The problem is not confined to California.  Nor is it limited to mathematics.  A report from the National Center for Public Policy and Higher Education (NCPPHE) estimates that about half of all four-year college freshmen must take remedial classes….

More testing could help?  Loveless suggests that having high school students take Algebra I and II computerized adaptive tests, which permit “accurate assessments at varying levels while lessening test burden from excessive questions”, could be a way to begin to restore the “credentialing integrity” of these college prep courses.

Related:

August 7, 2013

Did Udacity online class pilot see poor results due to bad planning?

by Grace

Poor planning appears to be a factor in the disappointing outcome of one Udacity pilot program.

San Jose State suspends collaboration with online provider

San Jose State suspends its project with Udacity to offer low-cost, for-credit online courses after many students fail to pass them.

San Jose State University is suspending a highly touted collaboration with online provider Udacity to offer low-cost, for-credit online courses after finding that more than half of the students failed to pass the classes, officials said Thursday.

Preliminary results from a spring pilot project found student pass rates of 20% to 44% in remedial math, college-level algebra and elementary statistics courses. In a somewhat more promising outcome, 83% of students completed the classes.

The San Jose State experiment with online education was being closely watched by other universities as they begin to step farther into the virtual classroom.

Udacity, a private Silicon Valley education group, and San Jose State announced jointly that they have agreed to pull the courses this fall to examine results in greater detail and fine-tune many aspects of the project.

“There are many complex factors that relate to student performance, and we’re trying to study the factors that help or hinder students in this environment,” said San Jose State Provost Ellen Junn.

Since the pass rates for students in traditional classes was not disclosed, it’s unclear how the online classes fared in comparison.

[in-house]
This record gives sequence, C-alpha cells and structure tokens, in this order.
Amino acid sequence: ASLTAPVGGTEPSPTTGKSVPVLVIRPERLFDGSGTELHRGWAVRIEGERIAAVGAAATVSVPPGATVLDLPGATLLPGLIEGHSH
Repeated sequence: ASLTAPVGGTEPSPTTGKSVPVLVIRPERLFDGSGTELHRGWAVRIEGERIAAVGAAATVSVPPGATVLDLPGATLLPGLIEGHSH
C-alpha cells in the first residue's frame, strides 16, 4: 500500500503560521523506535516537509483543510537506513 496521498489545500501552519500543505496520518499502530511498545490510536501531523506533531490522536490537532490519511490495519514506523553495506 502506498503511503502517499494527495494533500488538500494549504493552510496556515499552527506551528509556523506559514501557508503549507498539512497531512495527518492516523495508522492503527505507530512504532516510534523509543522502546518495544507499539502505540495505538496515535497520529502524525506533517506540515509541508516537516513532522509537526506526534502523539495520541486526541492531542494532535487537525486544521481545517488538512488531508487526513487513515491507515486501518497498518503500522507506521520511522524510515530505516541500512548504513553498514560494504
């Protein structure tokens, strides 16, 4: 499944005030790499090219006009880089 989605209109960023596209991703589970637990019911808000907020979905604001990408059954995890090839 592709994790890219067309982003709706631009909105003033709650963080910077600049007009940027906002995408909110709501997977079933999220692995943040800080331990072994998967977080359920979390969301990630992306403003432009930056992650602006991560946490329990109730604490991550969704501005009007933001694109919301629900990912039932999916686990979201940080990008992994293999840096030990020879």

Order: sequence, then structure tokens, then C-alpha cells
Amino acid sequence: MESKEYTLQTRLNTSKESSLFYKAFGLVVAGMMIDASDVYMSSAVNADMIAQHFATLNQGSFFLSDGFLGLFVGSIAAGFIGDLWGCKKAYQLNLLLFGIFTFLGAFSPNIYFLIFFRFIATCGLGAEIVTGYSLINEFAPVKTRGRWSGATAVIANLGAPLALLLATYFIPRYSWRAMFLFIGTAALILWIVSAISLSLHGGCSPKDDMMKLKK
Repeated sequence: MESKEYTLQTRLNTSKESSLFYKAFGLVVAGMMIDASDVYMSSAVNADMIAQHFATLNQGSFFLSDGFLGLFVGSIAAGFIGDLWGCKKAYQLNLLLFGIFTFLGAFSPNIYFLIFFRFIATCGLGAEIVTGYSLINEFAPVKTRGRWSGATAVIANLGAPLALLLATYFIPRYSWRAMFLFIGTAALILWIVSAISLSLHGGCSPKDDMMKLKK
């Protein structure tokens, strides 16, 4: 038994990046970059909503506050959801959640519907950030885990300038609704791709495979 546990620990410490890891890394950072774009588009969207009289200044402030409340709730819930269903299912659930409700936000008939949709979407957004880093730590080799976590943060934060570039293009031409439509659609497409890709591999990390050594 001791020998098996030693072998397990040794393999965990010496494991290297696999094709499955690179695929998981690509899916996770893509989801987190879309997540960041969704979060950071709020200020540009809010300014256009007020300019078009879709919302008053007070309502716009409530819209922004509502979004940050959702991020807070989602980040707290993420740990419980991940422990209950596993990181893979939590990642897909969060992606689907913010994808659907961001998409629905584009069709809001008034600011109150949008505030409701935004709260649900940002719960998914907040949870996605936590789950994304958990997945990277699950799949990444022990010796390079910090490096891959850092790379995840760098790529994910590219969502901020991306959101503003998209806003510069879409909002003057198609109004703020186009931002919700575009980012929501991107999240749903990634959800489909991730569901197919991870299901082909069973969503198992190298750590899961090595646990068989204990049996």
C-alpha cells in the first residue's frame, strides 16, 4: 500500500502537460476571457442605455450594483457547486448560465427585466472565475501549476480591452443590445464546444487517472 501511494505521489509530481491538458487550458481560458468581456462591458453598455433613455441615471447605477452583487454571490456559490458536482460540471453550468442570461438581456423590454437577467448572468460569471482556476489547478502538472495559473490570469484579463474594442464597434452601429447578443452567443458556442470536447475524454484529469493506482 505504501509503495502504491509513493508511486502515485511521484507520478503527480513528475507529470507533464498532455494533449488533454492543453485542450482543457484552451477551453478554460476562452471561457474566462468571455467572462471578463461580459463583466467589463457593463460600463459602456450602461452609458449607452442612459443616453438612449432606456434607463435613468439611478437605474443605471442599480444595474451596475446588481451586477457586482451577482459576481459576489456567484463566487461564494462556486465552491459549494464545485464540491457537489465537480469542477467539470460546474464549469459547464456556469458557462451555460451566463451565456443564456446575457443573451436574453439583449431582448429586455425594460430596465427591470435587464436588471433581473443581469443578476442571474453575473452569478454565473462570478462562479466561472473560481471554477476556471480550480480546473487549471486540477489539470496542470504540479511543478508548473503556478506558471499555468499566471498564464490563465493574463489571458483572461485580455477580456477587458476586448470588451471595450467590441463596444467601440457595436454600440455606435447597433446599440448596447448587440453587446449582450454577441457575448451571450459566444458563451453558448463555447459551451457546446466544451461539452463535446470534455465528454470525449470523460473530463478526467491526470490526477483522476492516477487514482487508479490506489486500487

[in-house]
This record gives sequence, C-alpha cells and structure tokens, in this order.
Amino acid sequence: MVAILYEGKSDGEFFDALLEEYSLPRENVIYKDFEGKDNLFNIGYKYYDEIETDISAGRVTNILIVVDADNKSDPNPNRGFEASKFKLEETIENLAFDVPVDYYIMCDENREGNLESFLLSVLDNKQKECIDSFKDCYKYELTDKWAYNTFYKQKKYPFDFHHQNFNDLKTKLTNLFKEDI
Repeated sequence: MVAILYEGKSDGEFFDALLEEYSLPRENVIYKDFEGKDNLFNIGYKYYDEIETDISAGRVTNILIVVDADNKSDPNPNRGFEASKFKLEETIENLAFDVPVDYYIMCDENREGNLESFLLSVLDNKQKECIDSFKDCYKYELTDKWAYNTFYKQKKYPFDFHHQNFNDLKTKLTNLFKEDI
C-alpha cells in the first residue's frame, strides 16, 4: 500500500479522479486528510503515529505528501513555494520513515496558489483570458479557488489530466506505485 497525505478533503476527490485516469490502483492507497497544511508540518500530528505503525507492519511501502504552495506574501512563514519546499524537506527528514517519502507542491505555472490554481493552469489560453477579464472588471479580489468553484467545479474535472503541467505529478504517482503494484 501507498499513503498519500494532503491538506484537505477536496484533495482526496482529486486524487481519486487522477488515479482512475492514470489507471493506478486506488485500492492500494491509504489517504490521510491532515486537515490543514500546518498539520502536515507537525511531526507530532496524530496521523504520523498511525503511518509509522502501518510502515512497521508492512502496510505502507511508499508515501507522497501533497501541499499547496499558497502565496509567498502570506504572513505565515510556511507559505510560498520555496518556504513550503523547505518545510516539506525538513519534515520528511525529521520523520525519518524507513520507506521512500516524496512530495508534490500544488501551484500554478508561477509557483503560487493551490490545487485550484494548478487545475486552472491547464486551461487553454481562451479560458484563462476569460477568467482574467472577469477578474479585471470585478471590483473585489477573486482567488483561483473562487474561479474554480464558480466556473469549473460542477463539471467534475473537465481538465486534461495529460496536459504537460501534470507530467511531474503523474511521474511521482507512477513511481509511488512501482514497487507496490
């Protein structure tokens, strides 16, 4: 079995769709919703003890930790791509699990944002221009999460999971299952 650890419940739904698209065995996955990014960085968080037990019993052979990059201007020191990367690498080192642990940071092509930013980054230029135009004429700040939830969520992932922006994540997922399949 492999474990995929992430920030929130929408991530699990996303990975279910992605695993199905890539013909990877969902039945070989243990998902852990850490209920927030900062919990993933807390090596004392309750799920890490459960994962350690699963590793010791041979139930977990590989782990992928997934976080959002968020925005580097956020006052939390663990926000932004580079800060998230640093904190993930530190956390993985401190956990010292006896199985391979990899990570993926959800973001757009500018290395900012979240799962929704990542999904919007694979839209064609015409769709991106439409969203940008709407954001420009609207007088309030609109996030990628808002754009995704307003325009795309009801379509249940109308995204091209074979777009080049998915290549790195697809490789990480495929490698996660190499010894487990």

Udacity students were not typical San Jose students.

… Fewer than half of the Udacity students were enrolled in San Jose State; many were high school students from low-income communities.

Many Udacity students did not even have access to a computer.  Yeah, that might be a problem.

Provost Junn admitted the pilot program had some difficulties.

She acknowledged that educators did a poor job of explaining upfront what students should expect.

“We learned that we could have prepared them better about what it means to take an online course and that this is a university course with real faculty teaching for university credit,” Junn said. “Maybe some students didn’t take it quite seriously.”

It appears San Jose State rushed into this new venture unprepared.  After changes are made, San Jose State will again offer the Udacity online classes next spring.

Related:

June 28, 2011

Typical undergrad ‘could not write a paper or solve an algebra problem’

by Grace

When skeptics of college for all are dismissed as “elitist” by David Leonhardt, Arnold Kling responds with a reason for his views.

My elitism comes from the few years I spent as an adjunct at George Mason. The typical undergrad in my course could not write a paper or solve an algebra problem. I doubt that adding more students at this margin is the way to raise people’s incomes.

I keep hearing that about these typical college students, so I have to believe it’s true.  Before we make “college for all” such a high priority, let’s fix the problem of so many high school graduates  unprepared for college-level work.

Related:   36% of college students take remedial class.